Evaluating Real Costs for Building Maintenance Management

Office Building Maintenance

Evaluating Real Costs for Building Maintenance Management

Office Building MaintenanceIf I have a building that has a replacement cost of $20 million, is it fair to say that I can predict some percentage of that as maintenance cost for that building based on my knowledge of its attributes? If I know, for instance, the usage, the construction, the design, and the part of the country, can I evaluate how much it should cost to maintain that building? Actually, there are ratios that can be multiplied times the value of the building to come up with projected maintenance costs.

The maintenance ratio will vary based on the following factors affecting the building: age, service or use (severe or light), and where it’s located. Hiring a tradesperson in Tuscaloosa would cost a lot less than hiring that same person in New York City. Where you are in the country will have a major impact on maintenance costs.

 

Special Equipment

With complicated electronic equipment, there is about a 10% cost for a service contract. Service companies can service at that rate and still make a profit. That should be the upper limit of the special equipment maintenance ratio.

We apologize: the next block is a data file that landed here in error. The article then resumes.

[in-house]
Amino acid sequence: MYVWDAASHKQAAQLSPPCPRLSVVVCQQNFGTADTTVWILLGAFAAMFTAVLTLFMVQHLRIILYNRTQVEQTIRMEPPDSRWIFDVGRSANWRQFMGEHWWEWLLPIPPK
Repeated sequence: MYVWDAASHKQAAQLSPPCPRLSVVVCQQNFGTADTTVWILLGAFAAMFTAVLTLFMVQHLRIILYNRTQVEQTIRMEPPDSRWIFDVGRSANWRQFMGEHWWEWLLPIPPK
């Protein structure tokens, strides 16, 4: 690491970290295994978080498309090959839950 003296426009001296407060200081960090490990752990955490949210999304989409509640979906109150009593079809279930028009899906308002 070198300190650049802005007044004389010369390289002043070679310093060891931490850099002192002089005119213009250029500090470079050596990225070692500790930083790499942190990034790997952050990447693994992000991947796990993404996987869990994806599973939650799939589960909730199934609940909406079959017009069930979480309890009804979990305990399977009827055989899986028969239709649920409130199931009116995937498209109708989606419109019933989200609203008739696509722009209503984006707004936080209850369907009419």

Construction Allotment

How much installation and construction work does your department do? If your department does a lot of changing around of the building, putting in offices, taking down offices, installing new equipment, running new utilities, building on minor additions – that has to be added into your budget because it’s not maintenance work. It can become very difficult to manage when such work is just given as part of the maintenance responsibility.

 

Note the following example of a city so far behind that they can’t catch-up with deterioration.   In the city of Charleston, SC. there are several buildings in really bad shape, many were built around Revolutionary times. They got to a point where there were safety hazards that they had to put plywood boards over doors and windows, and no longer had to deal with those buildings. The plan may have been to fix the roof, board up the building, and figure on coming back in at a later date. In Charleston, SC, there were only 30 people to do all the work, and the physical plant was deteriorating. If they had 100 people, they could have kept the properties on an even keel.

 

Like Charleston you may find you are undermanned. Some places just don’t have enough money, particularly in governmental buildings where (it takes an act of Congress to get more money!) you can’t go back and ask for more money.

 

Cost Ratio Analysis

Going back to our $20 million building. It could be made up of 200,000 square feet that cost $100 per square foot to

build. The first thing to do is to establish is the cost of construction in that part of the country for that kind of building. For example, $100 per square foot would not build a hospital. You could certainly build an office building for that amount, though not in New York City. The Trump Tower in New York City cost $600 per square foot at the time it was built.